Petrodollar System

Source: https://seancover.com/2021/08/20/the-petrodollar-system/

Many of us are familiar with the idea that the dollar is the global reserve currency. This means that when other countries conduct trade, goods are often priced and paid in US dollars, even when the US is not involved in the transaction.

This gives the US tremendous power both globally and at home. Internationally, having the global reserve currency gives us immense policy influence—for example, financial sanctions. When we impose sanctions on Iran, we can basically cut them off from the global banking system entirely by cutting off their ability to use the dollar and the SWIFT system in international trade. By essentially being able to ban them from using the dollar, they are cut off from the global economy, which is overwhelmingly priced in dollars.

But why is the dollar the global reserve currency? Well – one huge reason is because of oil. Oil is priced globally in dollars. If Russia wants to buy oil from Saudi Arabia, they do it in dollars. Why though?

In the mid-1970s, the US agreed to provide military protection to Saudi Arabia in exchange for the global pricing of oil in dollars. This is the backbone for the dollar’s international strength and provides a global demand for dollars that no other country or region can compete with.

Understanding this is where things start to get complicated and morally grey. In exchange for the power we receive in return – oil priced in dollars globally – we are protecting the regime of a country with longstanding problems and human rights abuses (https://www.hrw.org/world-report/2021/country-chapters/saudi-arabia#). Furthermore, we are also supporting the global oil trade.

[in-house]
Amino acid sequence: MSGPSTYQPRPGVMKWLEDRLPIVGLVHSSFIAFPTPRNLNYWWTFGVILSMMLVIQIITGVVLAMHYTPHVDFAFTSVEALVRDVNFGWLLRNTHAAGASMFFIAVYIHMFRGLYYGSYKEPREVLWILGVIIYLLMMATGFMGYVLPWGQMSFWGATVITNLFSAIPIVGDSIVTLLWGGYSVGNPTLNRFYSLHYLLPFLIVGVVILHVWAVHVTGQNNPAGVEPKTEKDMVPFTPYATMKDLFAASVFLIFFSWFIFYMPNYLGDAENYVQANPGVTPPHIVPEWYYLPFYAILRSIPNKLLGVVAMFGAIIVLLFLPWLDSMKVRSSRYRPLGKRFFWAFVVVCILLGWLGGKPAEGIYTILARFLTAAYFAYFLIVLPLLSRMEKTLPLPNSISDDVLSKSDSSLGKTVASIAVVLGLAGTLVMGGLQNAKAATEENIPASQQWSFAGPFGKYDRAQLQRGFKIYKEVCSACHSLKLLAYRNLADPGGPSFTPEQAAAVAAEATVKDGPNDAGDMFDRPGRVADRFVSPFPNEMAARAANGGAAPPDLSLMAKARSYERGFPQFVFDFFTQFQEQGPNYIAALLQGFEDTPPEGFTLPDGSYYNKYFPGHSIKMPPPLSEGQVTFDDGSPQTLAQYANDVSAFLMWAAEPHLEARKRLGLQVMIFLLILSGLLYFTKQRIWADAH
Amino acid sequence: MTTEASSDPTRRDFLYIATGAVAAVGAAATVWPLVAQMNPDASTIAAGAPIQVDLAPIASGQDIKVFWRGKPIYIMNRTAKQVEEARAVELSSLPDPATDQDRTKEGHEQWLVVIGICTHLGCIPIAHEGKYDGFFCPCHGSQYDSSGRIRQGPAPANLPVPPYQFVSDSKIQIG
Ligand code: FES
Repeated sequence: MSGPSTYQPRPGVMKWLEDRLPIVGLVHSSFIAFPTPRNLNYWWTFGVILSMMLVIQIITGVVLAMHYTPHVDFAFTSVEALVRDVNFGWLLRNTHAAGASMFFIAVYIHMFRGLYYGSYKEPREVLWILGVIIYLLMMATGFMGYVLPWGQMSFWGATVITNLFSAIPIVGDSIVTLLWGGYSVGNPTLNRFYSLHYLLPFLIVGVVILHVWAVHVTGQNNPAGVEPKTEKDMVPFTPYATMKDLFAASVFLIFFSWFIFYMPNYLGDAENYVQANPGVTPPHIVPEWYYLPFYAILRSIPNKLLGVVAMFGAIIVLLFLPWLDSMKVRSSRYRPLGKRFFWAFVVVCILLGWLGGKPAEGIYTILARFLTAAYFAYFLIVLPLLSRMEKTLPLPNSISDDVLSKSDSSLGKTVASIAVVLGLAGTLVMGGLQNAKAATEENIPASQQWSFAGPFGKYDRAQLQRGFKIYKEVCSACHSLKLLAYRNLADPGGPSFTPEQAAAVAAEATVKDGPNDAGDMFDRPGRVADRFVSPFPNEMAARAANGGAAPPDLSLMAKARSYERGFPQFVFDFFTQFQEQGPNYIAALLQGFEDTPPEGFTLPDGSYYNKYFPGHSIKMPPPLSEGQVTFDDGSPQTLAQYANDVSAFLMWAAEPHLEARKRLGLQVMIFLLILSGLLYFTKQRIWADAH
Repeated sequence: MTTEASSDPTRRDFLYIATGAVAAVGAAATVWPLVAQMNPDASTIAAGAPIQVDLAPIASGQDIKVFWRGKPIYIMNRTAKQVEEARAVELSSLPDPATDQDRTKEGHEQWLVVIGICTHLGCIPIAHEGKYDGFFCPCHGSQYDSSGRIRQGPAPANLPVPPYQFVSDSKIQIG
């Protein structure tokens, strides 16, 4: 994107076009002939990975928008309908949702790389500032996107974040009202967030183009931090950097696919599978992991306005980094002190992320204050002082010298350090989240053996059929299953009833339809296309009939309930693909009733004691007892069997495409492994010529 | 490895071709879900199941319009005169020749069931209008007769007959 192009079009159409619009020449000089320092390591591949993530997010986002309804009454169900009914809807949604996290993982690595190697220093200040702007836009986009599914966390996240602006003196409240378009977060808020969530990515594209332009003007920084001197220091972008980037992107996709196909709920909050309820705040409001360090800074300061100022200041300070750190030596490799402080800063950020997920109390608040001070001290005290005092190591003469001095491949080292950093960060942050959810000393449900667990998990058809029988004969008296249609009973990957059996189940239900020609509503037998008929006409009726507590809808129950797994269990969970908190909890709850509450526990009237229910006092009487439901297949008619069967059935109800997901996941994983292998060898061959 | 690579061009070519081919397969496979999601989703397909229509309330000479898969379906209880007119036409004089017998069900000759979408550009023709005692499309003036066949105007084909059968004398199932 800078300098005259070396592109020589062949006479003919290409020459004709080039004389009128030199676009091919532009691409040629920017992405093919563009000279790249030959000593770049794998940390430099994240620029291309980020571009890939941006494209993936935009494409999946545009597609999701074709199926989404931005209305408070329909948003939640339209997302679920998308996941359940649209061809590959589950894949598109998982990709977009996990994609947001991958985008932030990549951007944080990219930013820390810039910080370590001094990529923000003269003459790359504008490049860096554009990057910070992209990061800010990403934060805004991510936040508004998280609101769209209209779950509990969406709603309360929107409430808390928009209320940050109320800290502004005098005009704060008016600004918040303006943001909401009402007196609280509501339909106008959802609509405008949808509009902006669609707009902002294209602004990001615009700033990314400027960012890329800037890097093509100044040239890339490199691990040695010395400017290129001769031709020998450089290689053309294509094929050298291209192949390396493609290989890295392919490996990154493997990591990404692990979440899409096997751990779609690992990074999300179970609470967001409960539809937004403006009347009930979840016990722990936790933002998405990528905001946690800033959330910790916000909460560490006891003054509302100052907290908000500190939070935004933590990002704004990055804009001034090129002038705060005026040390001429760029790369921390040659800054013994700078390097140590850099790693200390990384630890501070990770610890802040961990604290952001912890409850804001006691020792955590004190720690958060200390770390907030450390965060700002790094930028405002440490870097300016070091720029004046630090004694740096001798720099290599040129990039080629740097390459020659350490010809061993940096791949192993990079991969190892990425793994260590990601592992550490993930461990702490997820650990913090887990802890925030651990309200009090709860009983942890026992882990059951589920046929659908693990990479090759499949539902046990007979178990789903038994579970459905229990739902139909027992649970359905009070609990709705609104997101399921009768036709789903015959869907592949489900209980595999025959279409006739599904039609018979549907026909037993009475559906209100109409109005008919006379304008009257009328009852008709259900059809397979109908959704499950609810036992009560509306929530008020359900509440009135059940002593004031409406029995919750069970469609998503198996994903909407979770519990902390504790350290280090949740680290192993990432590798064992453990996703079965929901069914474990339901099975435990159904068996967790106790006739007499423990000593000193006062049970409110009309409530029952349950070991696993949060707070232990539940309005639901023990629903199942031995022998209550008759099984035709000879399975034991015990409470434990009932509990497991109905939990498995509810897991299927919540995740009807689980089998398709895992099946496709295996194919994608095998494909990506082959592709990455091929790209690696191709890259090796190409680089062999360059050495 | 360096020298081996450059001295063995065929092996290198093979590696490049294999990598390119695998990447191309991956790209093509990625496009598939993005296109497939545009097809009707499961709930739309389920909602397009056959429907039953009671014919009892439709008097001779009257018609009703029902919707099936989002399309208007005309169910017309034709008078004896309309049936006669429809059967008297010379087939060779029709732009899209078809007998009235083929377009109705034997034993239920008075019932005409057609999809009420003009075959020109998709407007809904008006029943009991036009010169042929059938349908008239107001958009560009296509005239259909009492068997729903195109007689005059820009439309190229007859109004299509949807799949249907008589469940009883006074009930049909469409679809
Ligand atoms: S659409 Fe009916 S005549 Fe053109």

In a way, the US is reliant on oil. We need other countries to keep demanding oil because, without that, $USD would not be as needed globally, and we would lose significant international power.

It is almost hypocritical for our leaders to talk about green energy in the US when not only are we protecting the Saudi oil trade, but we need it to continue, to enforce the global dollar hegemony that has been present since the end of WWII. Hypocritical isn’t really the right word though, since most politicians don’t understand the dynamic at play here any more than the average person does.

Can we just stop protecting Saudi oil? It’s not so simple.

The global soft power we would lose is considerable. Sanctions against Iran don’t do nearly as much if they can just buy whatever they want in Russian rubles instead of dollars.

And it’s not just international either. Global demand for dollars sucks USD out of the country, which is good since we print a ton of new dollars. If global demand for USD falls, yet we keep increasing the money supply, those dollars will stay in the country, and price inflation would likely rise. If you want more deficit spending, more social programs, more stimulus, etc., you need global demand for the dollar to stay high. This is why the US can create much more new money than, for example, Nicaragua can.

To summarize – it’s complicated. We’re protecting a corrupt Saudi oil regime and we’re protecting the global use of oil itself. We need countries to keep buying oil priced in dollars to maintain the dollar’s dominance, even though it’s at odds with the green future that we want. And if we stop that protection, it causes a ton of other problems for the US.

While the dollar may not be ‘backed’ by anything, the backbone of its strength is oil.

If you have time, check out this piece by Lyn Alden https://www.lynalden.com/fraying-petrodollar-system/. It’s like a 45-minute read, so you might want to break it into chunks.